The interior is nicely finished, with what can best be described as “cute” features – circular head restraints, a body-color dash panel (pearlescent white in my test car). You’ll find chrome trim throughout, including in the center of the white (!) steering wheel around the airbag cover/horn button, around the vents, around the speedometer/tach, the interior door handles, and around the gearshift. In my test car, the seats were covered in bright red leather, and the door panel inserts matched the seats, but were black elsewhere. To me, the interior design perfectly complements the exterior in both shapes, textures, and colors.
Don’t expect to find things like a leather-wrapped dash, navigation system, or luxury-car features in the 500, despite the Lounge model’s position in the hierarchy as the “luxury” variant of the 500 (the other two types are called “Pop” and “Sport”). However, you’d be hard pressed to find those types of things in many of the 500’s B-segment competitors. While the interior designers clearly put a premium on form and colors and perhaps less so on ergonomics, it’s a much more user-friendly environment than in its archrival Mini’s cockpit. In place of the Mini’s ridiculous toggle switches are conventional body-colored buttons. The labels on the buttons are black during the day, but illuminate red at night, which looks good with the red-and-white color scheme.
The steering wheel feels good in your hands and you sit fairly upright in the Cinquencento. I’m not sure how good of an idea it is to have a white steering wheel considering how grimy most folks’ hands are (I have had to do a few Simple Green treatments on the wheel and shift knob in one of our cars’ medium-gray steering wheels), but since the 500’s leather is heavily treated and rather slick and shiny anyway, it will hopefully be easy to clean off the inevitable grime from thousands of miles of use. The white interior accents (wheel, dash, control stalks) certainly pack much more visual appeal than do the standard boring black ones.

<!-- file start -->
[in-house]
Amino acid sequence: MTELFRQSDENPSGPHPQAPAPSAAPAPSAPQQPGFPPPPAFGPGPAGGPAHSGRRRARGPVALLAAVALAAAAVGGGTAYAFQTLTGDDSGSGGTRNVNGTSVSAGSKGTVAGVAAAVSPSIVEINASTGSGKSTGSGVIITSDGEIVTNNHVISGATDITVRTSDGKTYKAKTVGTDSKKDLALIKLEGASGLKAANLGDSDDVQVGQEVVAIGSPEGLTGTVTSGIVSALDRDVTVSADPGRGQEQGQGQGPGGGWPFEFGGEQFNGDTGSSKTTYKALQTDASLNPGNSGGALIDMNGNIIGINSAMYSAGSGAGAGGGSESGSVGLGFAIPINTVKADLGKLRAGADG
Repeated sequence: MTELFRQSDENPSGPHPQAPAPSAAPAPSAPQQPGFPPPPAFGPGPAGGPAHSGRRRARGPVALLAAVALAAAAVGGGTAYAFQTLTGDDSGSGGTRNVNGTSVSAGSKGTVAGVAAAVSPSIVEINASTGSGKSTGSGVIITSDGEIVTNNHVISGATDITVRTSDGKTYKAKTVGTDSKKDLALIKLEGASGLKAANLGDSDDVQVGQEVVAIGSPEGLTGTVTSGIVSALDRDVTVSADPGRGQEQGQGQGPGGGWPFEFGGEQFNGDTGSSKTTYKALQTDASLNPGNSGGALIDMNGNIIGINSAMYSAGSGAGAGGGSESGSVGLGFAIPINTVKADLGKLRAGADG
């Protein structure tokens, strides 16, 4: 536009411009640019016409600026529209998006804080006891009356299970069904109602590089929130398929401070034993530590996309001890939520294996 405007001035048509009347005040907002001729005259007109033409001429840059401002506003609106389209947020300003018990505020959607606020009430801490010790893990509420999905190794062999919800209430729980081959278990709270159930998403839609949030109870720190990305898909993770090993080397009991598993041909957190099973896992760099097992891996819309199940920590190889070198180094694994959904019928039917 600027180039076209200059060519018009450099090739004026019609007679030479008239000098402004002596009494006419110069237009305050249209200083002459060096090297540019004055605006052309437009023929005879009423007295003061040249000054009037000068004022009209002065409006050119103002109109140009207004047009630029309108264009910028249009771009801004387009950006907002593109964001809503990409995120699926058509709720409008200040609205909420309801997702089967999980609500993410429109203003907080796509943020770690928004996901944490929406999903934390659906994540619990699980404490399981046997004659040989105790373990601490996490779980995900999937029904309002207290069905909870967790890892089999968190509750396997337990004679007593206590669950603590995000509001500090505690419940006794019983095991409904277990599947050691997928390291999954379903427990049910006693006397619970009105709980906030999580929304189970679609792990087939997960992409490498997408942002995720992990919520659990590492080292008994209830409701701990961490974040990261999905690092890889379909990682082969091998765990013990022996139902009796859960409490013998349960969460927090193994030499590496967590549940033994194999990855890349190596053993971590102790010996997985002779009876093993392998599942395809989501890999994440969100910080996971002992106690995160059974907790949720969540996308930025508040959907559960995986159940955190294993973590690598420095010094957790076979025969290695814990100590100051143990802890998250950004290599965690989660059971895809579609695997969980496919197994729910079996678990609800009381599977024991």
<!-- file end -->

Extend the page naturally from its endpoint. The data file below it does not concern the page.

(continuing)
One of the joys of driving a car as small as the 500 is that the car can squeeze into small openings in traffic, even despite its tiny 1.4 liter, 101-horsepower engine and six-speed automatic. That being said, don’t expect to win many stoplight drag races, although the heavier MINI Cooper’s standard 121-horsepower 1.6 liter four has to move a heavier car. Each Fiat MultiAir horsepower has to move about 24 pounds of car, while each Cooper horsepower has to move 23.3 pounds, so there isn’t much difference there.
My test car was equipped with 15 inch aluminum wheels and 185/55 all-season tires. That is hardly the sportiest possible combination, but because the 500 is such a small car, on it, 15 inch wheels look proportionately like 16s or 17s on a regular size car. You can’t get anything bigger than 15s in the 500C Lounge, though if you go for a fixed-roof 500, you can get 16s. There’s always the aftermarket, too.
Unlike with other convertibles, the Fiat 500 is quiet both with the roof closed and open. Weather sealing with the roof closed appears to be excellent, with no water or wind leaks observed at all. The inside of the fabric roof is finished in a nicely-patterned ivory-colored cloth (at least it was in this one) that helped improve the car’s perceived interior quality. With the roof open, there is the advantage of having most of the structure of the fixed-roof car still present, so aside from buffetting with a partially-opened roof (which I’ve already mentioned), open-air motoring is fairly placid. Unsecured items simply don’t blow around in the interior with the roof open (unless the windows are opened as well).